NEW YORK (CBSNewYork) - As the federal government releases its first batches of aid for recovery from superstorm Sandy, Shaun Donovan, the Secretary of Housing and Urban Development, has been visiting some of the areas hardest hit.
That includes actually grabbing tools and helping out in places like Jones Beach.
He took some time Thursday morning to talk about it live with WCBS 880's Michael Wallace and Paul Murnane.
HUD Secretary Tells WCBS 880 How They're Trying To Cut Sandy Red Tape
He started by talking about HUD's role in the release of those funds.
"The money that we released yesterday - $5.4 billion - is what we call 'community development block grant.' It is HUD money. So, it comes out of my agency - Housing and Urban Development. But the most important thing listeners should know is that this is the most flexible money that we provide and it's going to be targeted on helping homeowners and small businesses rebuild that haven't been able to rebuild so far just with emergency money from FEMA or their insurance checks," Donovan said.
He said they've put out the funds in the fastest way ever.
"The law said we had to do it in 60 days. We did it in about one tenth of that because we wanted to make sure we got this money to homeowners, small businesses as quickly as possible," he said.
Murnane pointed out that people are still complaining about red tape and asked what's being done to get the money to the people who need it as soon as possible.
"Well, first of all, what I can tell you is that we've already provided $3 billion throughout the region for help and one of the the things, I was out at Goodfellas Pizza yesterday in Staten Island with Scot Cosentino, the owner of that business. He was able to get a $29,000 loan from the Small Business Administration very very quickly. What I heard from him was that the biggest problem families are having in that community is getting their insurance checks. They actually said the government's been much faster than the insurance companies and so one of the big things that we're focused on as well is pushing insurance companies to get money to homeowners as quickly as possible," Donovan said.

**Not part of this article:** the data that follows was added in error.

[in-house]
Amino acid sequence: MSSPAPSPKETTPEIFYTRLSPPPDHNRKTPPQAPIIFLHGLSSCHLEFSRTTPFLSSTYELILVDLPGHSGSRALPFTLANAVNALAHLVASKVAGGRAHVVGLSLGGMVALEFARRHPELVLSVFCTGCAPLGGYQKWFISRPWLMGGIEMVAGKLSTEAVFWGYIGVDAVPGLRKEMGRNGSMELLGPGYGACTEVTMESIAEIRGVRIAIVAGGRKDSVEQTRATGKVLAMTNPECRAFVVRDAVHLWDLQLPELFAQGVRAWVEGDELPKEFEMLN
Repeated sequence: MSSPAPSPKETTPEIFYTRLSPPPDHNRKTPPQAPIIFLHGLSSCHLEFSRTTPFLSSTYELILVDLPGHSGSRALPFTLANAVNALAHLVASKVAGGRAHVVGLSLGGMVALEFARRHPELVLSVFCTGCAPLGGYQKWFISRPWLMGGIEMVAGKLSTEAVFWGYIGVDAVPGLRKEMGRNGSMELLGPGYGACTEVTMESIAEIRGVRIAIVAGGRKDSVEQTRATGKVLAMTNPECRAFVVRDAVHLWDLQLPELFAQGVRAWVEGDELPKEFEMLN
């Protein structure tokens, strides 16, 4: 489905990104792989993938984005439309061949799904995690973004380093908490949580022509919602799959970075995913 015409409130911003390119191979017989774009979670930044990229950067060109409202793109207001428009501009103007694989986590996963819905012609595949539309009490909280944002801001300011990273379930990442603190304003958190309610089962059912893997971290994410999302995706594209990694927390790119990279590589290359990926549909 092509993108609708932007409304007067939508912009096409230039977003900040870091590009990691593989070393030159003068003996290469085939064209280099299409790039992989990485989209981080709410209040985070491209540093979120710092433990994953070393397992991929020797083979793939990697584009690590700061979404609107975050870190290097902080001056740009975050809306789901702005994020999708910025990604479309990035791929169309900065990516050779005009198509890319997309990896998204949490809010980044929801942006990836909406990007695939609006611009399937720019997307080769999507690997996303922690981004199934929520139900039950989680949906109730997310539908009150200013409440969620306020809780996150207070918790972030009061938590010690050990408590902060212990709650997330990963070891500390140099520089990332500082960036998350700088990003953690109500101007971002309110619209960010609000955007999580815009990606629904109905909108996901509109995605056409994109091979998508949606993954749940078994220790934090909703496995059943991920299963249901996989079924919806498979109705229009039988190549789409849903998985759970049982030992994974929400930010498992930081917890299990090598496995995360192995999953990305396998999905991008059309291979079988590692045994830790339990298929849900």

"And then what we're going to do, and this is what President Obama told me to do, is cut red tape for those who are applying for our help. One example of that: There are many businesses that haven't been able to take a loan because they already had too much debt. They're worried about how much income they have coming in after the storm, if their neighborhood's been hard hit," he added. "So, we're now going to do grants, but we're taking all the information on those businesses that came in to try and get a loan and we're giving it to these state and local governments that are getting our money so that they don't have to go back [and] have these businesses fill out more paperwork. They know exactly who to go to right away to be able to get help to the right people without more red tape."
Wallace asked what authority HUD has to pressure the insurance companies.
"One of the things is that the President asked me to lead an overall federal government task force. So, in addition to my role as HUD secretary, I'm leading this effort across across the entire Obama administration. So, we can bring the financial agencies and others to the table," Donovan said. "The other thing I'm doing, I'm headed today to meet with Chris Christie in New Jersey. I met with Andrew Cuomo yesterday. We're working with them, with their state insurance regulators, to make sure that we're doing this in a all government way so this isn't just the federal government trying to make sure the insurance companies are working in the right way. But it's working with the state governments as well that have those regulatory authorities at the state level."
In Donovan's meeting with Christie in Sea Bright on Thursday afternoon, much of the focus was on using some of the federal aid to buy out homeowners who live in flood-prone areas.
HUD Secretary Discusses Ways To Cut Sandy Red Tape, Meets With Gov. Christie
"The vast majority of homeowners, businesses, the issue is about rebuilding not about buyouts," said Donovan. "We're here to listen to what Sea Bright wants or what other folks want."
"It makes no sense to buy one or two of these homes. If you're going to do it, you need to buy out an entire neighborhood," Christie told residents. "If you buy two or three homes in the neighborhood that flood and you leave the other 15 or 20 or 40, then you're back to the same problem in terms of paying for damage in the long haul."
Christie said Sayreville, South Amboy and Union Beach have expressed interest in home buyouts, so he said the government will work with the cities to possibly use the next round of funding to cover the project.
For homeowners and business owners unsure if they want to take a federal loan, Donovan said it is best to get on the federal government's radar, just in case.
"Register even if you don't think you're going to take money," Donovan told residents in Sea Bright.
Donovan said federal officials use the total number of applicants to determine how much money to dole out.
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